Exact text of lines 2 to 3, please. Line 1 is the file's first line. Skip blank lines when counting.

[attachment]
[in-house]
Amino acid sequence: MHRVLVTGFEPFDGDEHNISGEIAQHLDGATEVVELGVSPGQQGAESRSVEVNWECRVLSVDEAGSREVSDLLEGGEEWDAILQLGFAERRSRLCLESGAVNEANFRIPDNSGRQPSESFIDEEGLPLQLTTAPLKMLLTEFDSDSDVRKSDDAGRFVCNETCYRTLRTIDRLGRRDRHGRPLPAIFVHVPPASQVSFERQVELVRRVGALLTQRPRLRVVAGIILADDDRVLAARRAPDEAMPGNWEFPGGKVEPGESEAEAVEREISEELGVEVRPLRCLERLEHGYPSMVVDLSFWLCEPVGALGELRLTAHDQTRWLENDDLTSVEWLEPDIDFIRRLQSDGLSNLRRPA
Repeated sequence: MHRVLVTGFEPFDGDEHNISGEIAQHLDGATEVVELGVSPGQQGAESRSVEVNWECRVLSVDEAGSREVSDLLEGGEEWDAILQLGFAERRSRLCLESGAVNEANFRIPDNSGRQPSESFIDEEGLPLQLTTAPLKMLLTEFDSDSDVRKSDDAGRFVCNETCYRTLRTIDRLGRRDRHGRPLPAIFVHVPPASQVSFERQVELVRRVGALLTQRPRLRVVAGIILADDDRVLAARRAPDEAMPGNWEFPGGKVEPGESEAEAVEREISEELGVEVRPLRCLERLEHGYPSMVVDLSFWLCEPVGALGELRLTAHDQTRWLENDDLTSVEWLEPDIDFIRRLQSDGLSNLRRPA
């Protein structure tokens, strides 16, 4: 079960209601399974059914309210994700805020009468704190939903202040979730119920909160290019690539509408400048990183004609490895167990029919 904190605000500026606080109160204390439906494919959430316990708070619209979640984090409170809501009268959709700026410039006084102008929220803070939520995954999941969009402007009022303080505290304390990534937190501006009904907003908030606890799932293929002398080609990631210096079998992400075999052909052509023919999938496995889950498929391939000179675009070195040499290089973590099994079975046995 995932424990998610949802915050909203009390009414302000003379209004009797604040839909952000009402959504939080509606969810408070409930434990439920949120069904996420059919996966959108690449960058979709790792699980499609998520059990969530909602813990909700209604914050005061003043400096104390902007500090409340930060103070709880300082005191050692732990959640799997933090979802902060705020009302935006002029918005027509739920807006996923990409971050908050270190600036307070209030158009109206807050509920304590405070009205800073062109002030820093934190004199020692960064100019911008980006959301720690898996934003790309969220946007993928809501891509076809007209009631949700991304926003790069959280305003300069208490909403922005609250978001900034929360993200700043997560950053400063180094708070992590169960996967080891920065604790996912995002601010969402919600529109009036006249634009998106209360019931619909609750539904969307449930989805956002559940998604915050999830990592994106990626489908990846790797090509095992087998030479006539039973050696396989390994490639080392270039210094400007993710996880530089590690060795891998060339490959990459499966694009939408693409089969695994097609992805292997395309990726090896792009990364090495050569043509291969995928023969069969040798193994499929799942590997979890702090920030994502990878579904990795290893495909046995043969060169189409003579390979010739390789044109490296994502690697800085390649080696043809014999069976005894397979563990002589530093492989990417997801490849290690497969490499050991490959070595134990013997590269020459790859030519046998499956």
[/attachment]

Amino acid sequence: MHRVLVTGFEPFDGDEHNISGEIAQHLDGATEVVELGVSPGQQGAESRSVEVNWECRVLSVDEAGSREVSDLLEGGEEWDAILQLGFAERRSRLCLESGAVNEANFRIPDNSGRQPSESFIDEEGLPLQLTTAPLKMLLTEFDSDSDVRKSDDAGRFVCNETCYRTLRTIDRLGRRDRHGRPLPAIFVHVPPASQVSFERQVELVRRVGALLTQRPRLRVVAGIILADDDRVLAARRAPDEAMPGNWEFPGGKVEPGESEAEAVEREISEELGVEVRPLRCLERLEHGYPSMVVDLSFWLCEPVGALGELRLTAHDQTRWLENDDLTSVEWLEPDIDFIRRLQSDGLSNLRRPA
Repeated sequence: MHRVLVTGFEPFDGDEHNISGEIAQHLDGATEVVELGVSPGQQGAESRSVEVNWECRVLSVDEAGSREVSDLLEGGEEWDAILQLGFAERRSRLCLESGAVNEANFRIPDNSGRQPSESFIDEEGLPLQLTTAPLKMLLTEFDSDSDVRKSDDAGRFVCNETCYRTLRTIDRLGRRDRHGRPLPAIFVHVPPASQVSFERQVELVRRVGALLTQRPRLRVVAGIILADDDRVLAARRAPDEAMPGNWEFPGGKVEPGESEAEAVEREISEELGVEVRPLRCLERLEHGYPSMVVDLSFWLCEPVGALGELRLTAHDQTRWLENDDLTSVEWLEPDIDFIRRLQSDGLSNLRRPA